Ted Ulle, Tedster in WebmasterWorld, a person I highly respect in the industry, wrote a heart-felt post in the forums.
He basically explained why SEOs should be humble in what they do and be cautious in how they view Google's changes and think deeper in how they deploy their SEO decisions. Why? Because Google is smarter than most of you and definitely smarter than Ted or myself.
I know many many SEOs that tried to work at Google and have failed throughout the interview process. Many of those people are probably smart enough but don't necessarily have the culture Google is also looking for in a candidate. But working for Google and working as an engineer for Google is totally different.
Do you understand what goes into Google's algorithms? I understand it at a high level but the details and how they work, not you or I can build it. Maybe a few people at Google can comprehend the whole thing but it is much larger than one person. Thing is, Google as a whole is way smarter than you or I.
Ted sums much of this up well in this one line, where he says Google focuses on their users, you should do the same:
It's easy, in a frustrating situation, to lose track of the fact that Google doesn't focus on me - that they're focus is on THEIR user base, just as my focus should be on mine. Emotion will not resolve an SEO problem - that's a fact!
Now, why is this important for SEOs? There is a bigger picture here and you must educate yourself constantly to get a glimpse of just a small piece of the puzzle. You or I will never understand it all, heck - no one really does. The closest person to who may understand all the pieces is Amit Singhal at Google but outside of him, maybe very few.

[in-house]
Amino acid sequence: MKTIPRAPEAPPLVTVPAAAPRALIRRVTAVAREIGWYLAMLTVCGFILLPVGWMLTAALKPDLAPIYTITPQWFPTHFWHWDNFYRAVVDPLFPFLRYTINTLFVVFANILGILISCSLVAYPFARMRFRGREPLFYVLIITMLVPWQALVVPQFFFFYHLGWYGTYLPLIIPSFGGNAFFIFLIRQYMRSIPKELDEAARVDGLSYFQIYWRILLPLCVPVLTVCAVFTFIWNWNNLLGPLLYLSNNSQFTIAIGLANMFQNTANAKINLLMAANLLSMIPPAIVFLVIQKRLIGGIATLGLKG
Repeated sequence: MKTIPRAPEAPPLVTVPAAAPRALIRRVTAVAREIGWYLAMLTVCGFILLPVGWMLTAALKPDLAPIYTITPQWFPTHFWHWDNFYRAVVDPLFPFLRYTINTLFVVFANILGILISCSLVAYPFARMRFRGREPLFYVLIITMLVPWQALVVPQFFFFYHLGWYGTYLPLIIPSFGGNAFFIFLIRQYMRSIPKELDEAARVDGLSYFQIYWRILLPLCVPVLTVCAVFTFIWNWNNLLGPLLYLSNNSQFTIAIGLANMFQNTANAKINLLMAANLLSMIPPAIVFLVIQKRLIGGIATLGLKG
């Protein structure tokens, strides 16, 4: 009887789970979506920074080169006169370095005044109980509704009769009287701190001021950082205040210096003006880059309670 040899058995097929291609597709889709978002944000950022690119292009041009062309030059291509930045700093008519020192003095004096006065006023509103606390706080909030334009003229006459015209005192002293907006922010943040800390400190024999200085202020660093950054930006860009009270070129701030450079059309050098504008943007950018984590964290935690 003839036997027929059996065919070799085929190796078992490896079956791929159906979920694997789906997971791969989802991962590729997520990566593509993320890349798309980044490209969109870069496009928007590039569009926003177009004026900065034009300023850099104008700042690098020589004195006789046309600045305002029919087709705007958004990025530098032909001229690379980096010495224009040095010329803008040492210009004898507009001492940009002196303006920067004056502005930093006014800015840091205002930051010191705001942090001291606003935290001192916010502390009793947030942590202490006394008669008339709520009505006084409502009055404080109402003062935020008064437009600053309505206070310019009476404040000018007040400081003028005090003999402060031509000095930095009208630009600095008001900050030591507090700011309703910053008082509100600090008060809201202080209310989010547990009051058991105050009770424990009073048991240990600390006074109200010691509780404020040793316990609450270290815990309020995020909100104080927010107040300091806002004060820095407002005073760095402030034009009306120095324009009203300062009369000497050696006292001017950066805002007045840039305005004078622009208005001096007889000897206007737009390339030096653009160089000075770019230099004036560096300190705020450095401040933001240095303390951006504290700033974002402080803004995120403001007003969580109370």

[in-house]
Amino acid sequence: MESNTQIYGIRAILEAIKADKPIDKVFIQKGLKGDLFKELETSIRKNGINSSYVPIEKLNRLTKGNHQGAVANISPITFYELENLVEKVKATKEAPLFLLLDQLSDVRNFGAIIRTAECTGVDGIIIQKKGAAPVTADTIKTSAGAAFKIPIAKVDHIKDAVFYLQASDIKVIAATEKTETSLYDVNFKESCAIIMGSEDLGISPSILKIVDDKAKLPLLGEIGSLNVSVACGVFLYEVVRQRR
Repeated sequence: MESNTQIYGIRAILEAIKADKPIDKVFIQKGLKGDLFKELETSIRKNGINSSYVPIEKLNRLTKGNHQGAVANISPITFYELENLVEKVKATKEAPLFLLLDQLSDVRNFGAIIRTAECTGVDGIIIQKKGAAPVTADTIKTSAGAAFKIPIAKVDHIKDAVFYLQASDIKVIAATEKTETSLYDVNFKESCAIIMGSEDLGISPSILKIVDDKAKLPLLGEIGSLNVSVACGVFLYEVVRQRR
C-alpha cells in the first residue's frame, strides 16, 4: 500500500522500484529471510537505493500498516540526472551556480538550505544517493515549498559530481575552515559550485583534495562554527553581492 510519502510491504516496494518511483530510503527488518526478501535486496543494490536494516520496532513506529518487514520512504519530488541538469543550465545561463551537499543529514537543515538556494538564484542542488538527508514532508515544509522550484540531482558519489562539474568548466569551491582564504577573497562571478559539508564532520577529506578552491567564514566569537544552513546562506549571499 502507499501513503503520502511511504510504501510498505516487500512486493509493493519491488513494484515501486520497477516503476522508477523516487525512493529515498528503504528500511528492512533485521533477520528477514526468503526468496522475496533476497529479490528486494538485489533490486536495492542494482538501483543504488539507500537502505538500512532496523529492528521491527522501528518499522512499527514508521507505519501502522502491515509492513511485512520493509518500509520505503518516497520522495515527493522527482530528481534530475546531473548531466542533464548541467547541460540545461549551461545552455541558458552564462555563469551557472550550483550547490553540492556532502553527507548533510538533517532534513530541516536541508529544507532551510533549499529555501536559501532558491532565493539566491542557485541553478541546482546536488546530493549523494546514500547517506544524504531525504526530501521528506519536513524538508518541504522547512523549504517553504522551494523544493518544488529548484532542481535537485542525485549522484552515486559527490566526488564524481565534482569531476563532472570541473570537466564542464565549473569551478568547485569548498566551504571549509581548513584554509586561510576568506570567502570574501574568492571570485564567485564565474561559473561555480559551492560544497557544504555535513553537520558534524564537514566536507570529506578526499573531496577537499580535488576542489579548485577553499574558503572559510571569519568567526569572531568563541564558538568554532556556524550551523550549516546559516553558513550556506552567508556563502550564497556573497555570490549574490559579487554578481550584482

Ted explains the SEO implications:
So we need to stay realistically humble when we analyze what Google is doing or even trying to do. Otherwise we're going to make TERRIBLE SEO DECISIONS, based on our own blind spots rather than the real situation. Or even worse, we'll spend all kinds of energy assuming we can't do anything about our situation. Then we just whine and wring our hands, but we don't start winning again.
The biggest error I've seen is assuming we can read the hidden intentions of any other individual, and especially those of a corporation. This is dangerous territory. It's where we have a strong tendency to project our own hidden character onto another, rather than seeing ther situation clearly. And with so many people inside a corporation affecting the group's action, it gets even worse.
I suspect this might make for a good SEO discussion at WebmasterWorld.
Forum discussion at WebmasterWorld.
Image credit to ShutterStock for smart image